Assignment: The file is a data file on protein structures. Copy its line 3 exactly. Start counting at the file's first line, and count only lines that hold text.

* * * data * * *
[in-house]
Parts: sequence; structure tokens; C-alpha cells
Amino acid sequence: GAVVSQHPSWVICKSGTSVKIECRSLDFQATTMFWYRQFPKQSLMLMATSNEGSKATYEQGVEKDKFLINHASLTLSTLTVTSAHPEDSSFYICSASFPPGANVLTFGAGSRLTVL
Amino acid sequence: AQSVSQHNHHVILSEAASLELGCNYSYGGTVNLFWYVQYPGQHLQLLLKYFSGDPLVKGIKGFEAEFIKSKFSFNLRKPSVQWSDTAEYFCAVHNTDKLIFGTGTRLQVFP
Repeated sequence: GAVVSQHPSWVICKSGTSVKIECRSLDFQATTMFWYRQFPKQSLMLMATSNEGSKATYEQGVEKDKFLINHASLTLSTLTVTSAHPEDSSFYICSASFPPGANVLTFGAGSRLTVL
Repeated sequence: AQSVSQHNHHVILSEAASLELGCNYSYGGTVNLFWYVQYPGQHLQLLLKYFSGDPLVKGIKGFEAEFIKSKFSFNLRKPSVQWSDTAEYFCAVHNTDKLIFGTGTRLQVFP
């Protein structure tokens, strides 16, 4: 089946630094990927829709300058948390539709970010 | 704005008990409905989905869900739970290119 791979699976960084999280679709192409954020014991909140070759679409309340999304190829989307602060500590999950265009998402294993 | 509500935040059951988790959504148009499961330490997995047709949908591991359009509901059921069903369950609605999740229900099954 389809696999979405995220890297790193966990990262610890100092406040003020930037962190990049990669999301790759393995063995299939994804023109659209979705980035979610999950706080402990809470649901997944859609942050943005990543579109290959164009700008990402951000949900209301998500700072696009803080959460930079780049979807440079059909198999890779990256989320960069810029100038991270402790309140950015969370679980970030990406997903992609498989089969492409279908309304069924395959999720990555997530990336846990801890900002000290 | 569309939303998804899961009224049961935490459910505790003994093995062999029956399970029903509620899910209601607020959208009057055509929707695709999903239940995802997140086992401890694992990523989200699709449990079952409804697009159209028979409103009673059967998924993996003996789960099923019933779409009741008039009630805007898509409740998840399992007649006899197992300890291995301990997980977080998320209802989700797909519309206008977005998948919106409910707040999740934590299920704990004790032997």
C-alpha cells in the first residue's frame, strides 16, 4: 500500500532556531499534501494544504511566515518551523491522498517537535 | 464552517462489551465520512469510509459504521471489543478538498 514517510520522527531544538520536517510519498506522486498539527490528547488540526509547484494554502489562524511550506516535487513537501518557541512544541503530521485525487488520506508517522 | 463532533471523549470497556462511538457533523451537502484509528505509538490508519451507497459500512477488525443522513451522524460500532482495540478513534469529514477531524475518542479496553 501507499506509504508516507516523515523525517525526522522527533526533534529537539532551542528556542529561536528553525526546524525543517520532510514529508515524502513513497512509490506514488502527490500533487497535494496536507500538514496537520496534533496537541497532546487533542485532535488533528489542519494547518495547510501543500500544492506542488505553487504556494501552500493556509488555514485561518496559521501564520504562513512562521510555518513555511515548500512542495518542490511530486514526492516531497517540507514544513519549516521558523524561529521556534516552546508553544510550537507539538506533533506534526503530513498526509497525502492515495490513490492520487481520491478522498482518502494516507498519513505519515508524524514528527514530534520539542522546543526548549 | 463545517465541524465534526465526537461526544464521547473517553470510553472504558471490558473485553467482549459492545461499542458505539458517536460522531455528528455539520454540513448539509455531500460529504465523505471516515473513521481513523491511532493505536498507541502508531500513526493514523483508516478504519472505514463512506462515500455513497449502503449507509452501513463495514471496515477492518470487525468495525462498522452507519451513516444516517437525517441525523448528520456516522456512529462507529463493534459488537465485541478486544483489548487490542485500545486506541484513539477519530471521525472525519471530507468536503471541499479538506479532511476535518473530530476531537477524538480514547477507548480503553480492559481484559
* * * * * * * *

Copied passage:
Amino acid sequence: GAVVSQHPSWVICKSGTSVKIECRSLDFQATTMFWYRQFPKQSLMLMATSNEGSKATYEQGVEKDKFLINHASLTLSTLTVTSAHPEDSSFYICSASFPPGANVLTFGAGSRLTVL